I found over forty Graduate programs to look into, worked for months trying to whittle the list down, and then happened upon a little thing called Masters’ International. It was almost too good to be true. “I could get my Master’s degree while doing the Peace Corps?” I had never found such a happy medium in my life before. So I started looking into Psychology programs in the Masters’ International field. There were only two, one in Montana and the other in Michigan. For me, Michigan wasn’t even an option. It was too far away and I was going to be paying out the wazoo. Montana on the other hand, that was doable. I could become a part of the WGRP and get in-state tuition, it was only an 8 hour drive from home, and it wouldn’t be quite as shocking as moving to Michigan. It was like a little tiny baby step before I left everything I knew for the Peace Corps. Of course there wasn’t a guarantee that I’d get into either the Master’s Program or the Peace Corps, but as the all or nothing person I am, I decided “to hell with it” I’ll just throw all my eggs in one basket and only apply to the one program. If I don’t get in, it really is time for a break.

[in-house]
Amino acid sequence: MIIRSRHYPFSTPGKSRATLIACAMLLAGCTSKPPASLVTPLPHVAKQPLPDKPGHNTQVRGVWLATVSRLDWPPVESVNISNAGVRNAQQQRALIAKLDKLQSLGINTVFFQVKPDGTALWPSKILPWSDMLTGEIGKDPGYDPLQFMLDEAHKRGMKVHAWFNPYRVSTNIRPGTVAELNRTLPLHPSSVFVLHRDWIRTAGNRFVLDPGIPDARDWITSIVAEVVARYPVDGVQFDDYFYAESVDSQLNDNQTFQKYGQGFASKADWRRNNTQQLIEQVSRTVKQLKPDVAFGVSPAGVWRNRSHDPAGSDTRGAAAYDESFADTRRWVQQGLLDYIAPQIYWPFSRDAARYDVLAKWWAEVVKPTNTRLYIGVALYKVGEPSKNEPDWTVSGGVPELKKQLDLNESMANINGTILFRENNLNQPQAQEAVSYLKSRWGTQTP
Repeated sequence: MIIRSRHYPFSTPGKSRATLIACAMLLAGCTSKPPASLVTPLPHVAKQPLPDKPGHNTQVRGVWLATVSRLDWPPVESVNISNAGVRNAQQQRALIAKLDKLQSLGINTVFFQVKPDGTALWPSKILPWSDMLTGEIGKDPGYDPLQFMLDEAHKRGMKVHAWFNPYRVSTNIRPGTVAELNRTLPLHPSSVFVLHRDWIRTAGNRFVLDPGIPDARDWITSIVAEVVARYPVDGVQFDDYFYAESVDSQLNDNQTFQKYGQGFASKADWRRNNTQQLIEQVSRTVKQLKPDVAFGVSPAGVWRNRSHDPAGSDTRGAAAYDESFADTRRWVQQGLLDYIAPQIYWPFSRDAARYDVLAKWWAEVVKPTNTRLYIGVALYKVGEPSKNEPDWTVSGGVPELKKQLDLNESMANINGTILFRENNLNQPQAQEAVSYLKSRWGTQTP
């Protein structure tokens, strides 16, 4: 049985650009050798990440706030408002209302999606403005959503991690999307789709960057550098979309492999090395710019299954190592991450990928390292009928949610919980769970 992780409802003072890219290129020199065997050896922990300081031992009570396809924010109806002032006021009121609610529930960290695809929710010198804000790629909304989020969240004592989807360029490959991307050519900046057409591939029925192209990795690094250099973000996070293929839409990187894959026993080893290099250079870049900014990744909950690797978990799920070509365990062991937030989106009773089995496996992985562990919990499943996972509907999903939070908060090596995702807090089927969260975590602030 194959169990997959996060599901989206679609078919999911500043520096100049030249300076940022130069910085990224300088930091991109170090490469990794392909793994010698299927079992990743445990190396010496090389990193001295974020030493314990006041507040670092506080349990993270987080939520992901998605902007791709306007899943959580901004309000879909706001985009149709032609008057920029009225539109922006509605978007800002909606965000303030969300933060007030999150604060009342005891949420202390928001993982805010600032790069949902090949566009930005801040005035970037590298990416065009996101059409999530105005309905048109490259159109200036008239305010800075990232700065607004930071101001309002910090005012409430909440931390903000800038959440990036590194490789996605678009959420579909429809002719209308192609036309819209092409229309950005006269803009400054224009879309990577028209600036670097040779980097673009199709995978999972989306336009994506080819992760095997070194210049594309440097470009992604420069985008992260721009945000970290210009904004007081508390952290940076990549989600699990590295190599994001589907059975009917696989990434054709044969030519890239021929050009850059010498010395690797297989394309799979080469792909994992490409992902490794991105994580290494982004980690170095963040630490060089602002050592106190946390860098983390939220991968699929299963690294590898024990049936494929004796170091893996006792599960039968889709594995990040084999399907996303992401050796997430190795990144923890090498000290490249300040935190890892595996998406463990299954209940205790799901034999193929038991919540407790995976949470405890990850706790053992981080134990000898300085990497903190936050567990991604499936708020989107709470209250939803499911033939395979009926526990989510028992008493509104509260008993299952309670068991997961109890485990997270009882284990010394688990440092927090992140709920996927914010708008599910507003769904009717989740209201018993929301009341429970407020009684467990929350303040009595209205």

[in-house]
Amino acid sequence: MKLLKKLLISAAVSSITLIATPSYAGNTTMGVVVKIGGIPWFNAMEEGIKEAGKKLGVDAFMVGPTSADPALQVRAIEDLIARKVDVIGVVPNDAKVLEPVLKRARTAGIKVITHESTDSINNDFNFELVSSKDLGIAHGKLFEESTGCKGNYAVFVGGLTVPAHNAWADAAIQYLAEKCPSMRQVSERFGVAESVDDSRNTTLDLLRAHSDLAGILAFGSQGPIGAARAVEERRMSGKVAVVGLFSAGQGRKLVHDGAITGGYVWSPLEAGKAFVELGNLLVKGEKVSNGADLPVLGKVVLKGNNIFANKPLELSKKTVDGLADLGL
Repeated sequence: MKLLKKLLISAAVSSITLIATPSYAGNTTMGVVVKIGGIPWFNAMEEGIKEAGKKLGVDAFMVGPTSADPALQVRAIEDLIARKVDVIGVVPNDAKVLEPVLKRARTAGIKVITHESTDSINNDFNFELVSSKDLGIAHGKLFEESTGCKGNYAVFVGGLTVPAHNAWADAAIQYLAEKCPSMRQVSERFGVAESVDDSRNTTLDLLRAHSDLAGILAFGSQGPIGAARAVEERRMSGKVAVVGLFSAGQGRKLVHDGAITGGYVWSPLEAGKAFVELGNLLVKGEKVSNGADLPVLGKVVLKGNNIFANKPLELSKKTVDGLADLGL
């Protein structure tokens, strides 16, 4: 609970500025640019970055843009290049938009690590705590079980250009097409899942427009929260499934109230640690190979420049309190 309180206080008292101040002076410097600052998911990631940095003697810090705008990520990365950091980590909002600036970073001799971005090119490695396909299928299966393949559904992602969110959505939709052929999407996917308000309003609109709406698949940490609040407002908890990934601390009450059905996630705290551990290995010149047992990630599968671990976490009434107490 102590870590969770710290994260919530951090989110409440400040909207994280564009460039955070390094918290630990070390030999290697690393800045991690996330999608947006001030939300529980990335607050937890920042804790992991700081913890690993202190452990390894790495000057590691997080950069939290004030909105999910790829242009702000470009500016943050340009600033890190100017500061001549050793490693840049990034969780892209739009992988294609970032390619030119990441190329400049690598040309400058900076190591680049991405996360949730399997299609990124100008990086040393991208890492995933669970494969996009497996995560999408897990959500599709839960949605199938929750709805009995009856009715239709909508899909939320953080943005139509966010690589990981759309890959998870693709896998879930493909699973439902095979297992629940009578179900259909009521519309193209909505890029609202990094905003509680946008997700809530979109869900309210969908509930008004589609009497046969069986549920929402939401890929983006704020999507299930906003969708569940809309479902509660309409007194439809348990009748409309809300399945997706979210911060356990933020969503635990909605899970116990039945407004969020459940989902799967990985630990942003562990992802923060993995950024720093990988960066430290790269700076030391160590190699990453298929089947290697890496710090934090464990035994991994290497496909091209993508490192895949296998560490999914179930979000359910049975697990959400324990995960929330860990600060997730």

So I agonized over this one application for months. There was rewrite after rewrite that my amazing best friend was kind enough to give me feedback after feedback on. She and I made a goal that I would submit the application before my birthday, almost a month early, and I did. Then I agonized over my Skype interview, and then I agonized about how long I wasn’t hearing from them. This is why I will always remember the day I was sitting in the lunch room at my first grade teaching assistant job, eating my lunch, when I just happened to check my e-mail and see the news that would change my life completely: I was one of eight students selected for the Global Youth Development Master’s program at the University of Montana. This was the most exciting day of my life because I really had no idea it was coming. I, of course, had people saying that I was going to get in and that I should start planning my future, but I really had no concrete thoughts that I was going to get in. On top of that, I had a giant fear that I wasn’t ready. I was worried I was rushing myself and that I would get to Montana and fall on my ass. I was only 20, I had never lived more than a couple hours from my family, I had been surrounded by the same sorts of people my entire life, and always had a support system around me. How did I know that I could handle all of these challenges? This was the most excited I had ever been, but also the most scared I had ever been. I knew that if I wanted to succeed in the Peace Corps, I had to at least succeed in Montana where I at least still had reliable phone and internet contact with my mom.